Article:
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Author Topic: Is my computer about to blow up? *EXCITING new development*  (Read 11298 times)

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« Reply #25 on: August 21, 2009, 12:41 »
have you done the Apple hardware test? Find the disc(s) that originally came with your computer, insert the disc (it will have something like AHT version 2.3 on it) and restart while holding down the C key to boot from the disc. If you have lots of RAM this test can take a while, maybe 45 min/gig of RAM, your fans will run really loud during this test.

Video cards for old G5s are hard to come by and expensive, often it is easier and better to get a new computer than to find a new card. You can find modded cards on ebay but they ain't cheap.

I would also replace the little internal battery that saves date and time info, often they can be found at Radioshack for 2 or 3 bucks.

Good luck!

« Reply #26 on: August 21, 2009, 15:30 »
If you used the same cable to connect to your laptop as well, then it might be the output connector of the G5. You might want to check the pins on the connector to see if there is a loose or dirty one. Of course, as Whitechild said, it could be the cable from the graphics card to the output connector or the card itself. Cleaning all the contacts from the graphics card to the monitor might help.


  • There is a crack in everything
« Reply #27 on: August 22, 2009, 03:59 »
Over the past few days my monitor has started to act crazy. It will jerk horizontally, suddenly widening and then narrowing the screen and then going back to normal. The frequency seems to be increasing today. Needless to say, it's kinda difficult to work.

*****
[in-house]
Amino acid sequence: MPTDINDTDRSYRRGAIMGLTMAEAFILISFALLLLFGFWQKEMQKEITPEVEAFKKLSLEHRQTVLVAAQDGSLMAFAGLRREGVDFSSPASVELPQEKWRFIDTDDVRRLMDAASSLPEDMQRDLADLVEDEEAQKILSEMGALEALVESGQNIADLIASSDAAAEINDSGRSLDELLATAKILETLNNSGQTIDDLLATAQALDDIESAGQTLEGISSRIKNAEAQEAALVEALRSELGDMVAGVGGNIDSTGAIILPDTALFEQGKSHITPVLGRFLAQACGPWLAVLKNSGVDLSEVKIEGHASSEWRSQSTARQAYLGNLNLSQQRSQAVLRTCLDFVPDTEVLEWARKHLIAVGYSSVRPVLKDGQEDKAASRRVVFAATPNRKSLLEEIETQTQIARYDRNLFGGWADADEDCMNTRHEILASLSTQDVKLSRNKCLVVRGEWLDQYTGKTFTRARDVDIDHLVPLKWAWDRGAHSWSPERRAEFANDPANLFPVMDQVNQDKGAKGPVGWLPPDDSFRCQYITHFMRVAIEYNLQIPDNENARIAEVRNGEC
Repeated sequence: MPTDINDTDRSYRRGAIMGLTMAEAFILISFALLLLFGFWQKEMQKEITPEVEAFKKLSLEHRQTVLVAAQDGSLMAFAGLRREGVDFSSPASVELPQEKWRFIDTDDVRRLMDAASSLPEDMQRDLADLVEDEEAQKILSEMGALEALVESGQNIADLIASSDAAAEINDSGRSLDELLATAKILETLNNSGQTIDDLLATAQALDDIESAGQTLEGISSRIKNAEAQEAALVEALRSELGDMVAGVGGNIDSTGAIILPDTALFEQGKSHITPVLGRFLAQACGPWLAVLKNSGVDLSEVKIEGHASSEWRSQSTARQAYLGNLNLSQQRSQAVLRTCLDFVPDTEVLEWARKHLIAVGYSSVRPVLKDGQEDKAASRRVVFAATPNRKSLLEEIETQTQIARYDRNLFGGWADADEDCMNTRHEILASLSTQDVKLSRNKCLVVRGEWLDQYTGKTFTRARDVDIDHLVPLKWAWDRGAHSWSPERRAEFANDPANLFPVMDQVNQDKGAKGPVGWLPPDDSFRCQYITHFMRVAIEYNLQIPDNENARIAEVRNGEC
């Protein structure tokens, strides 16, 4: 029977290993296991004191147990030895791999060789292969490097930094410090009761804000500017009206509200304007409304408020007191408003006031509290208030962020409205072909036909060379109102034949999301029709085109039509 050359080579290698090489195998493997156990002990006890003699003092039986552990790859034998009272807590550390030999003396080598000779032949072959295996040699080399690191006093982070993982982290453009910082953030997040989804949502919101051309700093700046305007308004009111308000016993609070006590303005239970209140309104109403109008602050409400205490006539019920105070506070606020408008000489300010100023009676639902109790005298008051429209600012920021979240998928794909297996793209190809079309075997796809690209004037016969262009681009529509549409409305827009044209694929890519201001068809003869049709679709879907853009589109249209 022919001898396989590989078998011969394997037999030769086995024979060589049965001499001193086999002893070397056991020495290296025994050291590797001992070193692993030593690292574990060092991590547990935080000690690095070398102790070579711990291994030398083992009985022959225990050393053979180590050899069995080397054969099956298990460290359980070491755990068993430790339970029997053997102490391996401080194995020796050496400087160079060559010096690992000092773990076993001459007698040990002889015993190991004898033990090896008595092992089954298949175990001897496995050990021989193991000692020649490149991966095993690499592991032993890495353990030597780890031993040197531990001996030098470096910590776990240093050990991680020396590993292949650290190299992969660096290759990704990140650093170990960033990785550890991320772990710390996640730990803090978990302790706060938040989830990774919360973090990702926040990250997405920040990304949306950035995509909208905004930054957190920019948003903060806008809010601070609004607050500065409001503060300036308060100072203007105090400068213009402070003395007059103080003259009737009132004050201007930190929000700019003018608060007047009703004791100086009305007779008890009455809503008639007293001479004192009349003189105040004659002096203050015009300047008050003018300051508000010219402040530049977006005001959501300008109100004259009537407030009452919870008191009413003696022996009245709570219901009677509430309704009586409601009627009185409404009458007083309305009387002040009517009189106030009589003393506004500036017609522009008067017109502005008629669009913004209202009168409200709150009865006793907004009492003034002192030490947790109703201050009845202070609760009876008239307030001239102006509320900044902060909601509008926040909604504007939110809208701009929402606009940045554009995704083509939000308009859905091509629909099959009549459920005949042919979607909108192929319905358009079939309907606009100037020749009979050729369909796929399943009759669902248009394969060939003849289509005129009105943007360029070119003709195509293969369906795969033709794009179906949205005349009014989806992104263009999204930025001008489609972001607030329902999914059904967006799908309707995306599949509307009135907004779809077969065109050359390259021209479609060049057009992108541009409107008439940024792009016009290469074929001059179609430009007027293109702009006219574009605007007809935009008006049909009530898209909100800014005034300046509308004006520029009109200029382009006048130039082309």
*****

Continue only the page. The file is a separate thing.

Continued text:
I had exactly that with an Iiyama monitor. I took it to the repairer who said it was a loose wire, but two repairs didn't seem to fix the trouble and I gave up on the monitor. Mind you, the computer more-or-less packed up not long afterwards, so I guess the jury is out. :-(


« Reply #28 on: August 24, 2009, 22:35 »
Okay so here's the deal... I took the majority's advice and went ahead an ordered a new graphics card. It's nothing fancy, but I got a good deal on it at Other World Computing, and for $99 I figured what the heck. It's supposed to be here tomorrow morning. The monitor issues continued the same as what I described until about an hour ago.

The computer just shut down. The came back on. Then before it could fully power up, shut down again. Needless to say I was running full sprint across my office to kill the power strip because this is not a good thing for a computer to be doing.

So... now I'm hooked up to my laptop and coming to ask you tech geniuses... do you still think it is a video/graphics card problem?  :-[

« Reply #29 on: August 25, 2009, 04:52 »
The computer just shut down. The came back on. Then before it could fully power up, shut down again

Sounds like power supply over heating  problem, shuts off when hot turns on when cool. Make sure your fan in the power supply is turning
if not that's you problem


« Reply #30 on: August 25, 2009, 08:15 »
Wow, this saga just keeps getting better (worse!).  You have my sympathies.  Computer problems drive me absolutely NUTS! 

Might be time to call in a pro.  Do you have any good computer repair shops in your area?  I know there aren't many around these days, with computers being considered disposable now, but a good "geek" is worth having on call.  :)


« Reply #31 on: August 25, 2009, 09:52 »
The computer just shut down. The came back on. Then before it could fully power up, shut down again